August 9, 2012 2:00 AM | Staff
New-minted indie developer Ken Amarit is something of a jack of all trades, about to make his formal game dev debut on iOS with Voyager. Aiming to do the whole works on his own, he was drawn to emphasize perhaps the most unique of his many skills. It's his approach to game creation that holds interesting takeaways for all beginning indies, and those about to fly solo for the first time.
The most eye-catching feature of accelerometer-controlled flight game Voyager is its stop-motion animation, made out of felted wool. Not only did Amarit think the touchable look of the felted wool animation would be a good fit for iOS platforms, but it was also something he could bring to the competitive App Store landscape that few others could offer.
Amarit, who calls his dev house Oh My! Me Studios, went to school for film, but was always interested in programming, with a history of experimenting with graphical text adventures and arcade games he admits "weren't very good." On the first day of his computer science class, the professor promptly told the students that making games would probably turn out to be a waste of their ambition, encouraging the class instead to pursue operating systems or artificial intelligence technology.
Disappointed in the lack of opportunity to pursue his creative dreams, Amarit changed paths and ultimately pursued film and television in New York City -- a tough choice with uncertain outcome. When the opportunity arose to join a friend's social media startup in San Francisco, Amarit took it, and there he had the chance to really hone his programming skills on the job.
"I'd say, 'Oh yeah, I'll add that feature -- give me four days,'" he recalls, laughing. "And I'd panic, and figure it out always in the nick of time."
But that proving ground opened up more opportunities for programming jobs, and he ended up back in New York doing web development. Still, his itch to do something creative hadn't really been scratched since that computer science professor shut him down in college. Then, one day at New York City's Kinokuniya bookstore, a book on needle-felting wool caught his eye, and he thought he might try to make a teddy bear as a present for his girlfriend.
Worth a shot
He found the spontaneous craft project an interesting learning experience, and it also sparked his imagination as far as what he might do with the animation learnings he'd had in film school. He'd wanted to make games, but his programming teacher had discouraged it; since film school he'd wanted to do animation, but was dissuaded by the singular focus an animation career requires, and he succeeded at web development, but craved something creative. It was at this point that it finally seemed like the right time for Amarit to try making a game on his own.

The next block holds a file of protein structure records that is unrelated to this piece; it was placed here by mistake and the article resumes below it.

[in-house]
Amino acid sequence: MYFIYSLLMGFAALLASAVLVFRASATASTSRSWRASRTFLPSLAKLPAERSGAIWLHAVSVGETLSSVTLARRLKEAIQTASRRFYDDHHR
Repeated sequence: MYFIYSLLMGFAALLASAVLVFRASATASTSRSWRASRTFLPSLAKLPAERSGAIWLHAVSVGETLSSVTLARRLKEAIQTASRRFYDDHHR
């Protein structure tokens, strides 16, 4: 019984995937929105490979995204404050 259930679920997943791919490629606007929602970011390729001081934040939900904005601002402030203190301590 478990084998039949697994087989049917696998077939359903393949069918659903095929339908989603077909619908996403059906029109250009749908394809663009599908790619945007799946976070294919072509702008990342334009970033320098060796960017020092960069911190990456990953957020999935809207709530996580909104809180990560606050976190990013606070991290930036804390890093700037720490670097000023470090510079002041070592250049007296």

"I thought it was worth a shot," he says of his decision to go for it.
The prototype that would become Voyager only took a couple of days. Amarit describes himself as a mid-level coder, so it was important to work within the constraints of his own strengths and weaknesses, since it was his goal to try making the game all by himself. As a result, "the mechanics are very simple," he says. After the game itself was about 50 percent done, using temporary art from Photoshop, it was time to shift gears to the art.
Here was where Amarit's passion for dabbling in a wide variety of fields would serve his first game. He thought doing animated felted wool would add the unique touch he realized was needed to make Voyager stand out.
"Needle felting is, basically, you take raw wool, which is processed -- cleaned off the sheep and carded for spinning. If you spun it, it would become yarn," he explains. "But if you needle-felt it, you take little needles and kind of poke at it until it starts to form a shape... so you're basically sculpting with wool."